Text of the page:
I'm going to try blogging the conference like I did for the Web 2.0 one last month. I think it'll be harder here since the topics are very technical, but here goes...
I've just arrived at the conference and joined the Uncertainty Reasoning for the Semantic Web workshop. I'm generally interested in uncertain reasoning and have done some investigation in the context of genealogical information. I'm also expecting this workshop to be useful in light of Justin's thoughts on quantum superposition of concepts.
Mauro Mazzieri is speaking about A Fuzzy Semantics for RDF. He says there's a need for fuzzy data because of the vagueness of natural language and also trust metadata. His approach is to associate a value outside of the domain to each triple, extended n-triples:
n: s p o . where 'n' is the trust value
s p o . is equivilent to 1: s p o
Oops this is followed by lots of RDF model theory that goes over my head. I think the presenter is saying that in traditional RDF, an interpretation is only true if all the triples are satisfied. In a fuzzy RDF, it's possible to find interpretations that are true but only satisfy some of the triples - those with a trust value above a specified amount.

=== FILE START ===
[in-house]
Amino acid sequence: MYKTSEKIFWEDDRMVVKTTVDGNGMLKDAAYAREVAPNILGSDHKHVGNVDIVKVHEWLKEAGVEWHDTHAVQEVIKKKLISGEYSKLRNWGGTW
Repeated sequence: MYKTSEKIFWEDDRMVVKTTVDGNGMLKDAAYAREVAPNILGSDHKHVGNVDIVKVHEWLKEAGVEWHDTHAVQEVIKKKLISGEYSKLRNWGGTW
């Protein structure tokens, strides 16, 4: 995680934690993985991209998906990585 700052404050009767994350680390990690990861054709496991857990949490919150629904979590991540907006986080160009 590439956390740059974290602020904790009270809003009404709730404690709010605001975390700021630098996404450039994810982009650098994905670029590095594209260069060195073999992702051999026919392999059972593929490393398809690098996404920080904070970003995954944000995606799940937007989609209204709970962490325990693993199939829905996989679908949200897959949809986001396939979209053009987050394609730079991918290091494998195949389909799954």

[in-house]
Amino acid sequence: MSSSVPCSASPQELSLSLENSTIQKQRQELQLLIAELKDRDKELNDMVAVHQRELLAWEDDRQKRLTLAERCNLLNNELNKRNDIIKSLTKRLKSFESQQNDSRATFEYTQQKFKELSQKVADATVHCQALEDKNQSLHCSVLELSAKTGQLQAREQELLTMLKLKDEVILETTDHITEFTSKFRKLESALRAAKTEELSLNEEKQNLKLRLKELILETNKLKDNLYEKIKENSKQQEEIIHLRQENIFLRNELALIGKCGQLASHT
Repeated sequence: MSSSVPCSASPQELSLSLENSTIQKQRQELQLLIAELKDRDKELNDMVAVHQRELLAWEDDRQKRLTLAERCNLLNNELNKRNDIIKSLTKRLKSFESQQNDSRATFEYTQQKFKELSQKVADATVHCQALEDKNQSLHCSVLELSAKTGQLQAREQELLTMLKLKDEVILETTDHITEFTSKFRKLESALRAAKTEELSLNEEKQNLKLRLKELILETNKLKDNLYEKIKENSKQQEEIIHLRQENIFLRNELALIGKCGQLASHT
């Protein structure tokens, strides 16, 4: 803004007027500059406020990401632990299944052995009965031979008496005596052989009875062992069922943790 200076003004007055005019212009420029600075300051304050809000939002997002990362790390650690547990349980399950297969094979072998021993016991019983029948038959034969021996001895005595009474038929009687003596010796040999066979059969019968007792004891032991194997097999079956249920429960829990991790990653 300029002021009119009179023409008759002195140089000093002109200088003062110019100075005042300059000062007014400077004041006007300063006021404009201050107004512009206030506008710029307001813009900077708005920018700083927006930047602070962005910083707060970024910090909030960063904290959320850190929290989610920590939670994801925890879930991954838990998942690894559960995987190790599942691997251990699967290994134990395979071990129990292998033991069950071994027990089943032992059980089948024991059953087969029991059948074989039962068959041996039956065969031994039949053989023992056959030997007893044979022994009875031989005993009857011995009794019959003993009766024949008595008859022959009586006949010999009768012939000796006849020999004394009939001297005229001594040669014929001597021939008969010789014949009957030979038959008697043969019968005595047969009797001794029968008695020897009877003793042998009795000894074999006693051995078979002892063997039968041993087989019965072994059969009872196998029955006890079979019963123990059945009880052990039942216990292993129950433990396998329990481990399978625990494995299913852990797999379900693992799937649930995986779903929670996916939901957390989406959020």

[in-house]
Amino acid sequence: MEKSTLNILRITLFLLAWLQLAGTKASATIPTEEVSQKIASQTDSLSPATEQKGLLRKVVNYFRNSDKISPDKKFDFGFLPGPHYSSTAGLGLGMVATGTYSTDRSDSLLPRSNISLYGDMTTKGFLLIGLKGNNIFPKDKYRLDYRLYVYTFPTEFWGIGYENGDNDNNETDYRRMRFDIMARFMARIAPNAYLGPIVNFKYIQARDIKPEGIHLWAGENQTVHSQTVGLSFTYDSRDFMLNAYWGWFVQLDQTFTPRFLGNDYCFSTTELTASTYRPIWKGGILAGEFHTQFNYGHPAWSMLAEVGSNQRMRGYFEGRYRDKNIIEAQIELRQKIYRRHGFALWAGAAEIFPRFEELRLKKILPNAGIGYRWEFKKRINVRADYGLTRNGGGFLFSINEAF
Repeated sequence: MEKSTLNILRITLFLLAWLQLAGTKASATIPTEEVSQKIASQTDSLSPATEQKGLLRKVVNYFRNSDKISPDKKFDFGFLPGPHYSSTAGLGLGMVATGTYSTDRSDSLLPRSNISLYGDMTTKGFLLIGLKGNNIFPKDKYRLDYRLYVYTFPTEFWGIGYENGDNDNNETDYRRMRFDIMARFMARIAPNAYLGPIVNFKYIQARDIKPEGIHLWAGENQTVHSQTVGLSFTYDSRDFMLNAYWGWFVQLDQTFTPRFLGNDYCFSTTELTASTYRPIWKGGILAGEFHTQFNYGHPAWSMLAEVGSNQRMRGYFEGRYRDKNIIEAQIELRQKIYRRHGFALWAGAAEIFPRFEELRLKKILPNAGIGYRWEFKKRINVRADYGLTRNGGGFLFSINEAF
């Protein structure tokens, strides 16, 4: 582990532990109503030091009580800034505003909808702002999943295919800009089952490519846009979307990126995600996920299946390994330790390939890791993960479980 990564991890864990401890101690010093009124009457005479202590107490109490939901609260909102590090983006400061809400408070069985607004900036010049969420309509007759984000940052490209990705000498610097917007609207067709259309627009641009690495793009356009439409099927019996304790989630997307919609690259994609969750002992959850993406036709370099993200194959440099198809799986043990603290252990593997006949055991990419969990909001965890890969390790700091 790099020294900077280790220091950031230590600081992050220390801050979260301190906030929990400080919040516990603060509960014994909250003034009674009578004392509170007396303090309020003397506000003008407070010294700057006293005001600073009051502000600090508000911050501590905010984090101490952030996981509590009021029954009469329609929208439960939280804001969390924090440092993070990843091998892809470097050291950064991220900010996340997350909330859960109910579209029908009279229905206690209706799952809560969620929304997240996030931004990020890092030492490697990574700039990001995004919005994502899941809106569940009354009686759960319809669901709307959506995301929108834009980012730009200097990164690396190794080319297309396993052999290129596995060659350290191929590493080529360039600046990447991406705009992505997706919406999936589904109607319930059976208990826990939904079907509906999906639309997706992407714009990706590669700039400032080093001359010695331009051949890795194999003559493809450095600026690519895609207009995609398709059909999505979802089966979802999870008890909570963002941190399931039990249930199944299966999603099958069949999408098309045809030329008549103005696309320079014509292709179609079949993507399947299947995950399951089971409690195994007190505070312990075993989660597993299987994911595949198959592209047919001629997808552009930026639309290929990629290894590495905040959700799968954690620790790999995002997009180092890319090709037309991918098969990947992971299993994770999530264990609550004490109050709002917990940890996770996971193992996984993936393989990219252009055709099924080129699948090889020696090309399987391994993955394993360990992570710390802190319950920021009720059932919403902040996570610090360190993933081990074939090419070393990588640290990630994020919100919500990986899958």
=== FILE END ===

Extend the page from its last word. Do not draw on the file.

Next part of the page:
A class is a fuzzy set of resources. A similar extension can be made to OWL, from fuzzy logic to fuzzy description logic (an upcoming topic I think)
Phew! The next speaker is Paulo Costa on PR-OWL: A Bayesian Ontology Language for the Semantic Web (paper)
The problem: the semweb is intended to provide a means to express and reason about diverse forms of knowledge. Uncertainty is ubiquitous in our world thus representing uncertainty is essential to the semweb.
What is needed: a probabilistic knowledge base and probabilistic ontologies. Usual definition is that an ontology is an explicit, formal representation of knowledge about a domain of application. However, a probabilistic ontology also includes statistical regularities that characterize the domain; inconclusive, ambiguous, incomplete, unreliable, and dissonant knowledge related to entities of the domain; and uncertainty about all the above forms of knowledge.